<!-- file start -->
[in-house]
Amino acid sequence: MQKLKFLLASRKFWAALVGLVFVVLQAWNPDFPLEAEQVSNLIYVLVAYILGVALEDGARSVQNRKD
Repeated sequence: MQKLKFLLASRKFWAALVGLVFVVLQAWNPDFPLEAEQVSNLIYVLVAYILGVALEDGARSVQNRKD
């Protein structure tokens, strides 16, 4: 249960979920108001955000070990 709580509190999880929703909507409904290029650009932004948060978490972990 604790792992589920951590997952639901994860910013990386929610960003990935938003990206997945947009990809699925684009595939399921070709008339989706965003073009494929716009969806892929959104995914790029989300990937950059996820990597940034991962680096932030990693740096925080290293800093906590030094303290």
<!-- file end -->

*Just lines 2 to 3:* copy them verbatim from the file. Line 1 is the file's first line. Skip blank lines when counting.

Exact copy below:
Amino acid sequence: MQKLKFLLASRKFWAALVGLVFVVLQAWNPDFPLEAEQVSNLIYVLVAYILGVALEDGARSVQNRKD
Repeated sequence: MQKLKFLLASRKFWAALVGLVFVVLQAWNPDFPLEAEQVSNLIYVLVAYILGVALEDGARSVQNRKD